# Everywhere Continuous Non-differentiable Function

Weierstrass introduced the idea that there exist functions that are continuous for every value of $x$ but do not possess a derivative at any value of $x$. We now consider the celebrated **Weierstrass function**, which exhibits this property. In this note, I will demonstrate that such a function exists using Weierstrass’s construction.

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## The Weierstrass Function

We define the function:

$$ f(x)= \sum_{n=0}^{\infty} b^n \cos (a^n \pi x) \tag{1}$$

This can also be written as:

$$ f(x) = \cos(\pi x) + b \cos(a \pi x) + b^2 \cos(a^2 \pi x) + \dots $$

Where:

- $a$ is an odd positive integer,
- $0 < b < 1$,
- $ab > 1 + \frac{3}{2} \pi$.

Under these conditions, the function $f(x)$ is continuous for all $x$ but does not have a finite derivative at any point.

## Continuity of the Weierstrass Function

To show that the function is continuous for all $x$, we first observe that:

$$ |b^n \cos(a^n \pi x)| \leq b^n $$

Since the series $\sum b^n$ is convergent, by Weierstrass's **M-Test for Uniform Convergence**, the series defined by equation (1) is uniformly convergent in every interval. Therefore, the function $f(x)$ is continuous for all $x$.

## Non-Differentiability of the Weierstrass Function

Next, we investigate whether the function is differentiable. The difference quotient for the function is:

$$ \frac{f(x+h) - f(x)}{h} = \sum_{n=0}^{\infty} b^n \frac{\cos[a^n \pi (x+h)] - \cos(a^n \pi x)}{h} \tag{2} $$

Let $S_m$ denote the sum of the first $m$ terms and $R_m$ denote the remainder after $m$ terms. Thus,

$$ \sum_{n=0}^{\infty} b^n \frac{\cos[a^n \pi (x+h)] - \cos(a^n \pi x)}{h} = S_m + R_m $$

## Applying the Mean Value Theorem

Using the **Lagrange Mean Value Theorem**, we have:

$$ \frac{|\cos[a^n \pi (x+h)] - \cos(a^n \pi x)|}{|h|} = |a^n \pi h \sin(a^n \pi(x + \theta h))| \leq a^n \pi |h| $$

Thus,

$$ |S_m| \leq \sum_{n=0}^{m-1} b^n a^n \pi = \pi \frac{a^m b^m - 1}{ab - 1} < \pi \frac{a^m b^m}{ab - 1} $$

## Behavior of the Remainder Term $R_m$

To further analyze the remainder term $R_m$, we make a particular choice of $h$. We write:

$$ a^m x = \alpha_m + \xi_m $$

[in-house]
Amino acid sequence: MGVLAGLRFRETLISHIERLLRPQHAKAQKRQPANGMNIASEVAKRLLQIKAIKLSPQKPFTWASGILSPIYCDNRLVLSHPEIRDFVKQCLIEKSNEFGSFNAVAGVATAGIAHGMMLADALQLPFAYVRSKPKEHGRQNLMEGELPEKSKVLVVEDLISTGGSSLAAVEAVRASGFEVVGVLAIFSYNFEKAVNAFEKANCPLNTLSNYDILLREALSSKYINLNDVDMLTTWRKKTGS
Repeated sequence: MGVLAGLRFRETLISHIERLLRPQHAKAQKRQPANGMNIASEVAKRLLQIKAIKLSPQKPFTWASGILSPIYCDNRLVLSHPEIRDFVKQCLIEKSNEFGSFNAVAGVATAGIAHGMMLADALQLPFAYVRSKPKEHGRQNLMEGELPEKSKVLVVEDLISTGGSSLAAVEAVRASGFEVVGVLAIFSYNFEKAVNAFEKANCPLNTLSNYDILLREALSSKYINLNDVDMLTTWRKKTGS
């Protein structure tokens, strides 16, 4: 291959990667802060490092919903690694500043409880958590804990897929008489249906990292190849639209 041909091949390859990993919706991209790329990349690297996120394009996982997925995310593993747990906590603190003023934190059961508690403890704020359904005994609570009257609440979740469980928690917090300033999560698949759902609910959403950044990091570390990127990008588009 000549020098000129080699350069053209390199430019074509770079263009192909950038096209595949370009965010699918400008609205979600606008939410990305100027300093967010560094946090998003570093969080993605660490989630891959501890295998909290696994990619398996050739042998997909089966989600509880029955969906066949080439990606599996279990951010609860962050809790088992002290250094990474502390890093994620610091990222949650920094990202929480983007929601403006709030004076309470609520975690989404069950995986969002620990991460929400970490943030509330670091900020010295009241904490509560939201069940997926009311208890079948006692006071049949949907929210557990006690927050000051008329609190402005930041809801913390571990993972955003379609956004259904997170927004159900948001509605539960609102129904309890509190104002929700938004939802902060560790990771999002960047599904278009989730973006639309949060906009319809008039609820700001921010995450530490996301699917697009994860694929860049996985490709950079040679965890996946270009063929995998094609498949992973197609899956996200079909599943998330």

where $\alpha_m$ is the integer nearest to $a^m x$ and $-1/2 \leq \xi_m < 1/2$. We now choose $h$ such that:

$$ a^m(x+h) = \alpha_m + \xi_m + h a^m $$

We select $h$ such that:

$$ \xi_m + h a^m = 1 \quad \text{which implies} \quad h = \frac{1 - \xi_m}{a^m} \tag{3} $$

As $m \to \infty$, $h \to 0$, and we evaluate the cosine terms as follows:

$$ \cos[a^n \pi (x+h)] = \cos[a^{n-m} \pi (\alpha_m + 1)] = (-1)^{\alpha_{m+1}} $$

Thus, we have:

$$ R_m = \frac{(-1)^{\alpha_m} + 1}{h} \sum_{n=m}^{\infty} b^n [2 + \cos(a^{n-m} \xi_m \pi)] \tag{4} $$

Since each term of the series in (4) is non-negative and the first term is positive, we find:

$$ |R_m| > \frac{b^m}{|h|} > \frac{2a^m b^m}{3} \tag{5} $$

## Concluding: Non-Differentiability

Finally, combining the results for $S_m$ and $R_m$, we find that:

$$ \left| \frac{f(x+h) - f(x)}{h} \right| = |R_m + S_m| \geq |R_m| - |S_m| > \left( \frac{2}{3} - \frac{\pi}{ab-1} \right) a^m b^m $$

Since $ab > 1 + \frac{3}{2}\pi$, we conclude that:

$$ \left( \frac{3}{2} - \frac{\pi}{ab-1} \right) > 0 $$

Thus, as $m \to \infty$ and $h \to 0$, the expression $\frac{f(x+h) - f(x)}{h}$ takes arbitrarily large values. Therefore, the derivative $f'(x)$ does not exist or is at least not finite for any $x$.

### Key Takeaways

**Weierstrass Function**is continuous for all $x$ but non-differentiable at every point.- Uniform convergence guarantees continuity, but the behavior of the difference quotient reveals non-differentiability.
- Hardy extended this result by showing that non-differentiability holds for $ab \geq 1$.